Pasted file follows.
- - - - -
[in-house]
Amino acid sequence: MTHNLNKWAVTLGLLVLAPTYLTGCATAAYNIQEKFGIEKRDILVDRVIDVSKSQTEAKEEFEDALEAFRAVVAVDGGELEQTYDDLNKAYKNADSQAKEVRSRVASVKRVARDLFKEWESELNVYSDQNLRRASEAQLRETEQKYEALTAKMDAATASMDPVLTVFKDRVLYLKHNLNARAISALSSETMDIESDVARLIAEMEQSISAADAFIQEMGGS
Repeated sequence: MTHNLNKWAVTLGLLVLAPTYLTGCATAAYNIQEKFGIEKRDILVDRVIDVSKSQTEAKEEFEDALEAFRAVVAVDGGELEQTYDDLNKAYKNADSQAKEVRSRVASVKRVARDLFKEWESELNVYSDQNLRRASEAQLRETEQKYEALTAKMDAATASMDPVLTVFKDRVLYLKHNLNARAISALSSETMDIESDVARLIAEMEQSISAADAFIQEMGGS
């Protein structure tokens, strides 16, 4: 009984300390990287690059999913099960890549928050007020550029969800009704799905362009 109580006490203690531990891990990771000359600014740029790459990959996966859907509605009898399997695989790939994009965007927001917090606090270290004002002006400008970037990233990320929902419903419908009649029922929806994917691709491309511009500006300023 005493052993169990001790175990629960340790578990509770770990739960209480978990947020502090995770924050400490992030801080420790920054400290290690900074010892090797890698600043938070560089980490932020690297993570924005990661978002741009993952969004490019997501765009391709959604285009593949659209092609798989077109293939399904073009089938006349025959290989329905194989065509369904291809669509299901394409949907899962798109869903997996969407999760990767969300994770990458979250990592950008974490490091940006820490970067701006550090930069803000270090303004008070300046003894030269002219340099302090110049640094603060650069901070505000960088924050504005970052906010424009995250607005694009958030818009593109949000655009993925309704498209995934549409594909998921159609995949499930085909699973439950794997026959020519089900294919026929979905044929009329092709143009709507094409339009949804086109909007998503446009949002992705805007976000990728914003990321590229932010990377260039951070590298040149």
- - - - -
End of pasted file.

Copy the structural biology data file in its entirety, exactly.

[in-house]
Amino acid sequence: MTHNLNKWAVTLGLLVLAPTYLTGCATAAYNIQEKFGIEKRDILVDRVIDVSKSQTEAKEEFEDALEAFRAVVAVDGGELEQTYDDLNKAYKNADSQAKEVRSRVASVKRVARDLFKEWESELNVYSDQNLRRASEAQLRETEQKYEALTAKMDAATASMDPVLTVFKDRVLYLKHNLNARAISALSSETMDIESDVARLIAEMEQSISAADAFIQEMGGS
Repeated sequence: MTHNLNKWAVTLGLLVLAPTYLTGCATAAYNIQEKFGIEKRDILVDRVIDVSKSQTEAKEEFEDALEAFRAVVAVDGGELEQTYDDLNKAYKNADSQAKEVRSRVASVKRVARDLFKEWESELNVYSDQNLRRASEAQLRETEQKYEALTAKMDAATASMDPVLTVFKDRVLYLKHNLNARAISALSSETMDIESDVARLIAEMEQSISAADAFIQEMGGS
């Protein structure tokens, strides 16, 4: 009984300390990287690059999913099960890549928050007020550029969800009704799905362009 109580006490203690531990891990990771000359600014740029790459990959996966859907509605009898399997695989790939994009965007927001917090606090270290004002002006400008970037990233990320929902419903419908009649029922929806994917691709491309511009500006300023 005493052993169990001790175990629960340790578990509770770990739960209480978990947020502090995770924050400490992030801080420790920054400290290690900074010892090797890698600043938070560089980490932020690297993570924005990661978002741009993952969004490019997501765009391709959604285009593949659209092609798989077109293939399904073009089938006349025959290989329905194989065509369904291809669509299901394409949907899962798109869903997996969407999760990767969300994770990458979250990592950008974490490091940006820490970067701006550090930069803000270090303004008070300046003894030269002219340099302090110049640094603060650069901070505000960088924050504005970052906010424009995250607005694009958030818009593109949000655009993925309704498209995934549409594909998921159609995949499930085909699973439950794997026959020519089900294919026929979905044929009329092709143009709507094409339009949804086109909007998503446009949002992705805007976000990728914003990321590229932010990377260039951070590298040149």